Why Lumber Liquidators Crashed

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Lumber Liquidators crashed by a breathtaking 21.5% on Thursday. Investors may want to closely monitor the company, as well as big industry players such as Home Depot and Lowe's in the coming months.

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Why Lumber Liquidators Crashed

  1. 1. Why Lumbers Liquidators Crashed
  2. 2. What happened? Lumber Liquidators (NYSE: LL) crashed by a breathtaking 21.5% on Thursday after management reported disappointing sales for the second quarter of 2014 and reduced guidance for the full year. The company had previously delivered weak numbers in the first quarter, which management attributed to a challenging industry environment. However, recent performance seems to be signaling that Lumber Liquidators is going through serious difficulties, and this is a major red flag for investors in the company.
  3. 3. Weak sales Sales during the second quarter of 2014 were $263.1 million, a 2.3% increase versus the same quarter in 2013, and materially below analysts' estimates of $303.2 million for the quarter. The company opened 13 new stores during the quarter, bringing the total store base to 344 locations. Comparable-store sales fell by a worrisome 7.1% during the quarter.
  4. 4. Disappointing earnings guidance Gross margin during the second quarter is expected to decline due to “adverse net shifts in sales mix and greater discounting at the point of sale.” Management expects earnings per share during the quarter to be in the range of $0.59-$0.61, considerably below analysts' forecasts of $0.90 per share on average.
  5. 5. Reduced guidance for 2014 The company expects sales during the year to be in the range of $1.05 billion-$1.1 billion, down from a prior range of $1.15 billion-$1.2 billion. Comparable-store sales are forecast to change in the low single digits, either positive or negative, versus a previous guidance for a mid- to high-single-digits increase. Earnings-per-share guidance for the year was cut to between $2.65 and $3 per share, versus a previous range of $3.25-$3.60.
  6. 6. “Customer traffic to our stores was significantly weaker than we expected, particularly in geographic areas severely impacted by the unusually harsh weather in the first quarter. The improvement in customer demand we experienced beginning in mid-March did not carry into May, and June weakened further. Our reduced customer traffic has coincided with certain weak macroeconomic trends related to residential remodeling, including existing home sales, which have generally been lower in 2014 than the corresponding periods in 2013. We now believe the prolonged purchase cycle associated with our customers' discretionary, large-ticket home improvement projects is likely to be delayed for some customers into the fall flooring season, and for others, into spring of 2015.” --Robert M. Lynch, President and CEO The explanation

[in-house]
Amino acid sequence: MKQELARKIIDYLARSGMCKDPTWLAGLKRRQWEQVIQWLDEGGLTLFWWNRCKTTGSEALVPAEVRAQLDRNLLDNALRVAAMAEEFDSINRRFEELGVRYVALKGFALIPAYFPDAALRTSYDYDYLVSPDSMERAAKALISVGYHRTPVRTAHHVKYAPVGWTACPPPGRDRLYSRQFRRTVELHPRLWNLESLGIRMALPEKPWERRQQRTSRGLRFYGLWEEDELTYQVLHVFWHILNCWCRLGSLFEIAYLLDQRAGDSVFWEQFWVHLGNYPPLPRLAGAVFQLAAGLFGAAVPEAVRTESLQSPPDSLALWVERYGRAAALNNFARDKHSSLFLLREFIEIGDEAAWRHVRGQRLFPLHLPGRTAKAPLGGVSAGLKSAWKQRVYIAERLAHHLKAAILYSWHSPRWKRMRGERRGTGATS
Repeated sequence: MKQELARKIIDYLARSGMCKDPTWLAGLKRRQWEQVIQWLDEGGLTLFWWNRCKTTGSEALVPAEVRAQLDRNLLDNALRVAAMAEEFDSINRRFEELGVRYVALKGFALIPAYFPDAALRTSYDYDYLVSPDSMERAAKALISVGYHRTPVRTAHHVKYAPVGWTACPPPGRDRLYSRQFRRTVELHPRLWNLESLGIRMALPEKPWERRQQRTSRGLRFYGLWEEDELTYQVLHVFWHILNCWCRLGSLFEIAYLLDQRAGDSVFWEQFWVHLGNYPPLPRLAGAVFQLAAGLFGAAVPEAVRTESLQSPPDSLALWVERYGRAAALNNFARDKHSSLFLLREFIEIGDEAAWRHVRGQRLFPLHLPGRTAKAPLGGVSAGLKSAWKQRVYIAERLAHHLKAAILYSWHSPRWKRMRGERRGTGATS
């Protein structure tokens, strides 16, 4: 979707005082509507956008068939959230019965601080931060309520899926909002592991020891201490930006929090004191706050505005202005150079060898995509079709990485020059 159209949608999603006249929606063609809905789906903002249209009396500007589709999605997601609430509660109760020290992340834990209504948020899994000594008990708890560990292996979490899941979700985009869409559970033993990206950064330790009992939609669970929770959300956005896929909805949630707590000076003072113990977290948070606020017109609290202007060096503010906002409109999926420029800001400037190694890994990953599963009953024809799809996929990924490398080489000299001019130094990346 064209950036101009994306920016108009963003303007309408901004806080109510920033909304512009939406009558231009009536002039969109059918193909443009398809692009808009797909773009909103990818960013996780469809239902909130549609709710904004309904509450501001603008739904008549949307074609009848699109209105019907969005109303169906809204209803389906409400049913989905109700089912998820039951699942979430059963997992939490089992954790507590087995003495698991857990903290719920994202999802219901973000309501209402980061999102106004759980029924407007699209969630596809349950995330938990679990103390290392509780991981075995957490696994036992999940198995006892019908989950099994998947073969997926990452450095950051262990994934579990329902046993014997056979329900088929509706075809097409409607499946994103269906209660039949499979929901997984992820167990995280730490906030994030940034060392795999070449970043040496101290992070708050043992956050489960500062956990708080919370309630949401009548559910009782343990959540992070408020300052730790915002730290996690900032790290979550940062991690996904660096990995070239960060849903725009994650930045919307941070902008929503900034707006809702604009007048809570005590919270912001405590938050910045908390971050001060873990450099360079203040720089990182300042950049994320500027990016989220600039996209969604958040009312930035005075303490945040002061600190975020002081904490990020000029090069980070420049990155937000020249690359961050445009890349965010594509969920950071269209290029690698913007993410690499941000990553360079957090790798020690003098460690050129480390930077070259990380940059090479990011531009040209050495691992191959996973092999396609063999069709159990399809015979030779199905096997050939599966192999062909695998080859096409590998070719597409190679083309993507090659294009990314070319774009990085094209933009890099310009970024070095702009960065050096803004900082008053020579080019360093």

7. 7. Sales were also weak in stores not affected by the weather
  8. 8. Inventory problems "In certain key merchandise categories, primarily laminates, vinyl plank and engineered hardwoods, lower than planned inventory levels reduced our ability to convert customer interest into invoiced sales. Certain mills experienced production delays in meeting our open orders as we continued to enhance our quality assurance requirements. We estimate an aggregate net sales shortfall in the second quarter of up to $18 million in those products impacted. We expect full product availability for our customers during the third quarter, with no material impact to our product costs.” Robert M Lynch, President and CEO
  9. 9. What to watch It will be important to monitor performance over the coming quarters to evaluate if Lumber Liquidators is overcoming its inventory problems. Regarding industry demand, big home improvement retailers such as Home Depot (NYSE: HD) and Lowe's (NYSE: LOW) can provide important information when it comes to evaluating demand strength for retailers exposed to the housing industry.  Both Home Depot and Lowe's are bigger and more diversified than Lumber Liquidators, and their wide geographical reach can make them more representative of industry conditions.
  10. 10. Home Depot Home Depot reported sales of $19.7 billion during the quarter ended on May 4, a 2.9% increase versus the same period in the prior year. Comparable-store sales increased 3.3% in the U.S. during the quarter. Management is expecting accelerating sales growth during the rest of the year: "The first quarter was impacted by a slow start to the spring selling season. But we had solid results in non- weather impacted markets and expect our sales for the year to grow in line with the guidance we previously provided."
  11. 11. Lowe's Lowe's reported sales of $13.4 billion during the quarter ended on May 2, a 2.4% increase versus the same period in the prior year. Comparable-store sales increased 0.9% during the quarter. Like Home Depot, Lowe's is forecasting improving growth rates during 2014: "Performance has improved in May, which, together with our strengthening execution, gives us the confidence to reaffirm our sales and operating profit outlook for the year."
  12. 12. Foolish takeaway Lumber Liquidators is clearly facing considerable difficulties. Although management is blaming its disappointing performance on industry conditions and temporary inventory problems, investors have valid reasons to be concerned. It will be important to closely monitor the company in the medium term and evaluate whether Lumber Liquidators is overcoming its inventory problems. In addition, investors may want to watch big retailers linked to the housing industry, such as Home Depot and Lowe's, in order to measure overall industry demand.
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